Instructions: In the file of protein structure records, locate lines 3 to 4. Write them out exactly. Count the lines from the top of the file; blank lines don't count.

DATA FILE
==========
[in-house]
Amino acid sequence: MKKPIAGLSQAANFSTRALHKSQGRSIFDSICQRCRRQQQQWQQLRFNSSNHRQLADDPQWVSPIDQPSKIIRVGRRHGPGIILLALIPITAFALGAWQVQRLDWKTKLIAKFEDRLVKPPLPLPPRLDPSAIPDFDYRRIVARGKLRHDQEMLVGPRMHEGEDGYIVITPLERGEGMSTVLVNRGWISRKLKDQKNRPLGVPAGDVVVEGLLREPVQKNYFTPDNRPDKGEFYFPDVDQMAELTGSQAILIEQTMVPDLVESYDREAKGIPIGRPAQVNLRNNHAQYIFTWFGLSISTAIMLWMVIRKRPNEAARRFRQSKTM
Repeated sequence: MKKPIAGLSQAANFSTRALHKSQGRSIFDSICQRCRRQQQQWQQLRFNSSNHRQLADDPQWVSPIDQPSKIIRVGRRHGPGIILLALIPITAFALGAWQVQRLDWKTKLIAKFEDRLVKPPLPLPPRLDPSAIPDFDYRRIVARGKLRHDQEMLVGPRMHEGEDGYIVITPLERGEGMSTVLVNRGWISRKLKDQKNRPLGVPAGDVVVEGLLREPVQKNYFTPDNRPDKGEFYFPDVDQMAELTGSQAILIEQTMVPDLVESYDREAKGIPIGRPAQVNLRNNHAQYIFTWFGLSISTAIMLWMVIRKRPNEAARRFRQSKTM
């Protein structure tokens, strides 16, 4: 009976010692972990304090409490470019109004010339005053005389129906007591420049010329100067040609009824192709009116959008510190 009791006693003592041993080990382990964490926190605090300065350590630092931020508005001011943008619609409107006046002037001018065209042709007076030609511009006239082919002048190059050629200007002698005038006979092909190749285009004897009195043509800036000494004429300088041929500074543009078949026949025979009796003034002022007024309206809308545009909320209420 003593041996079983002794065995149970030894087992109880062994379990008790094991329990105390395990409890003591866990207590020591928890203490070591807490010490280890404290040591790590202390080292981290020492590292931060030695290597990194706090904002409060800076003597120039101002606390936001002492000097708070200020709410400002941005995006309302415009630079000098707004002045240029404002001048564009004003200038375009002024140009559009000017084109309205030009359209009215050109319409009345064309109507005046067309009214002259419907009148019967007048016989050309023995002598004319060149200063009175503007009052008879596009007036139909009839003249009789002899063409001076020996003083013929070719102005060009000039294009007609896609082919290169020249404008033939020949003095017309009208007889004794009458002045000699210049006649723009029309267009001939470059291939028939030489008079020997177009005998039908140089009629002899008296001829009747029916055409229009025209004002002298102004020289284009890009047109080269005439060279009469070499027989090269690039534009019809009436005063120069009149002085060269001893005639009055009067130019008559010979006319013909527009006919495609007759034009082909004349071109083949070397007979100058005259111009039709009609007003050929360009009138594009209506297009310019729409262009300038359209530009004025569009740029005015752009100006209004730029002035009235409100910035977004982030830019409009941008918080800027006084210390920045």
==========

Repeated sequence: MKKPIAGLSQAANFSTRALHKSQGRSIFDSICQRCRRQQQQWQQLRFNSSNHRQLADDPQWVSPIDQPSKIIRVGRRHGPGIILLALIPITAFALGAWQVQRLDWKTKLIAKFEDRLVKPPLPLPPRLDPSAIPDFDYRRIVARGKLRHDQEMLVGPRMHEGEDGYIVITPLERGEGMSTVLVNRGWISRKLKDQKNRPLGVPAGDVVVEGLLREPVQKNYFTPDNRPDKGEFYFPDVDQMAELTGSQAILIEQTMVPDLVESYDREAKGIPIGRPAQVNLRNNHAQYIFTWFGLSISTAIMLWMVIRKRPNEAARRFRQSKTM
């Protein structure tokens, strides 16, 4: 009976010692972990304090409490470019109004010339005053005389129906007591420049010329100067040609009824192709009116959008510190 009791006693003592041993080990382990964490926190605090300065350590630092931020508005001011943008619609409107006046002037001018065209042709007076030609511009006239082919002048190059050629200007002698005038006979092909190749285009004897009195043509800036000494004429300088041929500074543009078949026949025979009796003034002022007024309206809308545009909320209420 003593041996079983002794065995149970030894087992109880062994379990008790094991329990105390395990409890003591866990207590020591928890203490070591807490010490280890404290040591790590202390080292981290020492590292931060030695290597990194706090904002409060800076003597120039101002606390936001002492000097708070200020709410400002941005995006309302415009630079000098707004002045240029404002001048564009004003200038375009002024140009559009000017084109309205030009359209009215050109319409009345064309109507005046067309009214002259419907009148019967007048016989050309023995002598004319060149200063009175503007009052008879596009007036139909009839003249009789002899063409001076020996003083013929070719102005060009000039294009007609896609082919290169020249404008033939020949003095017309009208007889004794009458002045000699210049006649723009029309267009001939470059291939028939030489008079020997177009005998039908140089009629002899008296001829009747029916055409229009025209004002002298102004020289284009890009047109080269005439060279009469070499027989090269690039534009019809009436005063120069009149002085060269001893005639009055009067130019008559010979006319013909527009006919495609007759034009082909004349071109083949070397007979100058005259111009039709009609007003050929360009009138594009209506297009310019729409262009300038359209530009004025569009740029005015752009100006209004730029002035009235409100910035977004982030830019409009941008918080800027006084210390920045």